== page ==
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Tuesday, November 08, 2011

The Doodle Wall

I am a chronic doodler. I constantly shock and surprise those around me with the extent of my doodling. If I could doodle in formal business meetings (without looking like a twat), I would. I doodle during seminars, I doodle during training, I doodle during meetings with colleagues who know me, I doodle during teleconferences. I fill pages and pages of my notebook with doodles.
This doodle obsession of mine is quite strange. I have never met another doodler as compelled as I. It is not a new thing either – as far back as I can remember, I doodled or drew whenever I was listening in class. In high school, I was the girl with the amazing decorated school diary. Sometimes I would be told off for doodling, but most of the time my teachers ignored it.
This is my doodle wall:


Yes, my entire cubicle is plastered with doodles. There’s nothing else to do with them really, and I already give a lot away. I know that it’s unprofessional and distinctly UNCORPORATE, and the law firms that I have worked at would never tolerate such behaviour (or office decoration). Until I’m in a senior enough position, or have aspirations to get there, or I leave Government (who are so tolerant!), I plan to take advantage of the joy that doodling gives me.
It’s not all bad, and this is what I try to tell people who look down on me and my doodling:
At a famous world economic forum, then-Prime Minister Tony Blair appeared on a panel with Bill Gates, Bill Clinton and the rock star Bono. After the panel, a journalist wandering the stage came across some papers scattered near Blair's seat. The papers were covered in doodles: circles and triangles, boxes and arrows. Blair was widely criticised in the media for his doodling, which supposedly signified he was “struggling to maintain control” and “not a natural leader” but more of a spiritual person, “like a vicar” (Oh yes, love the UK tabloids).
A couple days later, No. 10 Downing Street finally weighed in. It had done a full and thorough investigation and had an important announcement to make: The doodles were not made by Blair; they were made by Bill Gates. Gates had left them in the next seat over. If Bill Gates did it, surely I can too?
According to NPR.org, and various neurological experts, doodling is the brain’s way of staying ‘awake’ when it is under stimulated. When the brain lacks sufficient stimulation, it essentially goes on the prowl and scavenges for something to think about. Typically what happens in this situation is that the brain ends up manufacturing its own material. This means daydreams and drifting thoughts.
The function of doodling, according to Andrade, who recently published a study on doodling in Applied Cognitive Psychology, is to provide just enough cognitive stimulation during an otherwise boring task to prevent the mind from taking the more radical step of totally opting out of the situation and running off into a fantasy world.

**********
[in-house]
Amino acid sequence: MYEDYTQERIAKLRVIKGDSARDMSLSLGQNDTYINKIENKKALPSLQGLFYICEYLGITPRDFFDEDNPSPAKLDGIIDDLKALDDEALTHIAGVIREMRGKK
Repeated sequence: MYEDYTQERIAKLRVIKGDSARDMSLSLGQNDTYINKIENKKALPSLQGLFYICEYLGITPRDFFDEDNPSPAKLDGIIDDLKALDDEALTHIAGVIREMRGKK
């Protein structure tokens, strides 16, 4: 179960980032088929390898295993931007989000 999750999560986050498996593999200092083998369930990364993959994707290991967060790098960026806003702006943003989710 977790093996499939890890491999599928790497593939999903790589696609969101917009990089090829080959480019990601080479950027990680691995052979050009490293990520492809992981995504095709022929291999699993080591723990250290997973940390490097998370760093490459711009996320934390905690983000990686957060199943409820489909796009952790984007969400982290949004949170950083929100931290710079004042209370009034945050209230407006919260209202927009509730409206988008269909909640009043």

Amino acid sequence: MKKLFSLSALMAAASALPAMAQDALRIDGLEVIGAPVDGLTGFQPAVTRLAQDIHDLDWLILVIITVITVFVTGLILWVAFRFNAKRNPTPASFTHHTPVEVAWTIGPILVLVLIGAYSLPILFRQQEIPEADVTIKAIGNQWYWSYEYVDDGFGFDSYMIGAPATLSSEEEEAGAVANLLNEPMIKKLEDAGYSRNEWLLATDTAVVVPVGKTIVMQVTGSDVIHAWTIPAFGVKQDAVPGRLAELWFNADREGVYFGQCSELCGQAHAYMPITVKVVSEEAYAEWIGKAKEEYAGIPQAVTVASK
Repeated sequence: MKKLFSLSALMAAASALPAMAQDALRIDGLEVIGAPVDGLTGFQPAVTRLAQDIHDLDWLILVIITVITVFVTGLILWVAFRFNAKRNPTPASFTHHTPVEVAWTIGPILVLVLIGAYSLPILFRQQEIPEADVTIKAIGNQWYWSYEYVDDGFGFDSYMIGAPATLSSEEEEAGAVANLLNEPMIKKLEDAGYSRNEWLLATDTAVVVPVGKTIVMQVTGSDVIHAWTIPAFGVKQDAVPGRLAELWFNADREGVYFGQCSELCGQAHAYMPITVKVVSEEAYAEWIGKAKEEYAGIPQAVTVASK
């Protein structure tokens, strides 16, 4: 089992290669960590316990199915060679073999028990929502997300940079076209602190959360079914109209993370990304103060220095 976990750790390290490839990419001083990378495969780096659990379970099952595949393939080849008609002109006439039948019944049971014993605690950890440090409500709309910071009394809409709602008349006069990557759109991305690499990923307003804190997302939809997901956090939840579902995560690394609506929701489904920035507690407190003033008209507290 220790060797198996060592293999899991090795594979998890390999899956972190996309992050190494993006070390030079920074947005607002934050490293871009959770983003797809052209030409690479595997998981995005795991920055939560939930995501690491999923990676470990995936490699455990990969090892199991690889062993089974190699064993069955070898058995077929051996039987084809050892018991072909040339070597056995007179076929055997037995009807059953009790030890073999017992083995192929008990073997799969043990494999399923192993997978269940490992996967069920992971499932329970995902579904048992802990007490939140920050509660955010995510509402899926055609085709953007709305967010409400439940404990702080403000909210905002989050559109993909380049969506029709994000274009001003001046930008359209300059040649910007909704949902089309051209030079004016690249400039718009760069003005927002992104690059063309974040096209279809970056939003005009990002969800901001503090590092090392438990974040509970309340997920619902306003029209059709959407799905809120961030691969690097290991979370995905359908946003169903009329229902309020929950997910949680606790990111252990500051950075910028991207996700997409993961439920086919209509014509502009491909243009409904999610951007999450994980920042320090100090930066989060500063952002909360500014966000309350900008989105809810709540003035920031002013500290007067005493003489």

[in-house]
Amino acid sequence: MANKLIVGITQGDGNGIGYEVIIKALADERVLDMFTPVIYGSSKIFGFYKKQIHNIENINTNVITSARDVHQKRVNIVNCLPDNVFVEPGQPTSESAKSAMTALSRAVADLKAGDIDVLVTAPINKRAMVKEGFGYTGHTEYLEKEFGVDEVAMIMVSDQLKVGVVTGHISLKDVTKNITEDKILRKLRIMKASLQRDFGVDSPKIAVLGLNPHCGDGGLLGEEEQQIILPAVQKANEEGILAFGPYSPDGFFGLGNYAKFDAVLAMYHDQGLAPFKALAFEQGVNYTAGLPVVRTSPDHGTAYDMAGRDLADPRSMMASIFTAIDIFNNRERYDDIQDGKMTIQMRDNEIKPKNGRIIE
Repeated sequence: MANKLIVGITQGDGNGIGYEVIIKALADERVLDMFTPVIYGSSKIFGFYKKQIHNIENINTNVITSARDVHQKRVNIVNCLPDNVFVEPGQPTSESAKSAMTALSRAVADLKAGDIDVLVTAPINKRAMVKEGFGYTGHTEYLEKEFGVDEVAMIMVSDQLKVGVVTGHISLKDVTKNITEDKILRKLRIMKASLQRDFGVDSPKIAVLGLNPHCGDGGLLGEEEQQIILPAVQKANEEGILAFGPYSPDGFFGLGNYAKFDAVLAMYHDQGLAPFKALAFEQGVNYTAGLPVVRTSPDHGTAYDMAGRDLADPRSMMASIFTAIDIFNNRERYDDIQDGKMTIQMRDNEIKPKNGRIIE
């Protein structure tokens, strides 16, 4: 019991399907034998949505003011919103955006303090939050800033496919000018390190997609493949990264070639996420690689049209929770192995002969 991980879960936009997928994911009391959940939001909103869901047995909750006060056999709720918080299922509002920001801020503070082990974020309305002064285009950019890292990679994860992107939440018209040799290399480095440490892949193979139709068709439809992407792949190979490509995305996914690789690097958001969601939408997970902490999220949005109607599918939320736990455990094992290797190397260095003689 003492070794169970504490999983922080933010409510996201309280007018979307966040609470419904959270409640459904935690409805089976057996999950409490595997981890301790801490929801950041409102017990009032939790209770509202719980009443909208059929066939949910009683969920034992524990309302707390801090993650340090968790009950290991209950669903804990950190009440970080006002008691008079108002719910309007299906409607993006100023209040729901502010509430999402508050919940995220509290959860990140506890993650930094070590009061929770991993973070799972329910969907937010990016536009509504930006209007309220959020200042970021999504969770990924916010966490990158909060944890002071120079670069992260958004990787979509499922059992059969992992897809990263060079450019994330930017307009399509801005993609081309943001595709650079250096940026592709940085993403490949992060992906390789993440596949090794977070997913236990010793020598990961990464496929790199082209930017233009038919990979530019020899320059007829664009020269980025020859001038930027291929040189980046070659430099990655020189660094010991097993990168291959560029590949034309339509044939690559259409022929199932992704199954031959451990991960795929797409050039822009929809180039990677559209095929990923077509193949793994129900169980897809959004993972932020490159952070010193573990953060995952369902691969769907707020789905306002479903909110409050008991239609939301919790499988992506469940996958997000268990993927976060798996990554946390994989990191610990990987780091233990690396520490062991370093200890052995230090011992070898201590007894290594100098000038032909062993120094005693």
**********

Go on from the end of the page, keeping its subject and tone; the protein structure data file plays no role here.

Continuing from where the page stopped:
Andrade tested her theory by playing a lengthy and boring tape of a telephone message to a collection of people, only half of whom had been given a doodling task. After the tape ended she quizzed them on what they had retained and found that the doodlers remembered much more than the nondoodlers.
In other words, doodling doesn't detract from concentration; it can help by diminishing the need to resort to daydreams.
It explains a lot about my childhood and how I was always in trouble at school. I was always doodling or chatting or doing other things while the teacher was talking. My grade one teacher told my parents to get me tested for ADHD- they did, but apparently I could concentrate for long periods when I was interested in something, so I didn’t fit the profile. There’s another dimension too: sensory stimulation in itself helps us to engage and maintain focus. Maybe this explains why I have so much difficulty not sucking on my finger or pen while concentrating, and how I am still liable to revert to the habit of nail biting occasionally.
Are you a doodler, or do you disapprove of us creatures?

4 comments:

  1. I don't doodle anywhere near as much as you but I do doodle. Mine tend to be repeated patterns or lines.. yours are amazing :)

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  2. I doodle occasionally - but seeing as how much of what I do with my time is laptop/iphone/ipad in hand I don't do it so much any more. And I only do the one doodle over and over again (a flower). Nothing as epic as your awesome doodles though.

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  3. Wow your doodles are good! I'm more of a scribbler hearts and stars is all I can manage ha ha!

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  4. That is an impressive collection Lisa! They are awesome- I want to doodle like that!
    I'm not a doodler, but only because I'm useless at it and I get annoyed at my ugly doodling. If I could doodle like that, I'd do(odle) it all the time!

    ReplyDelete

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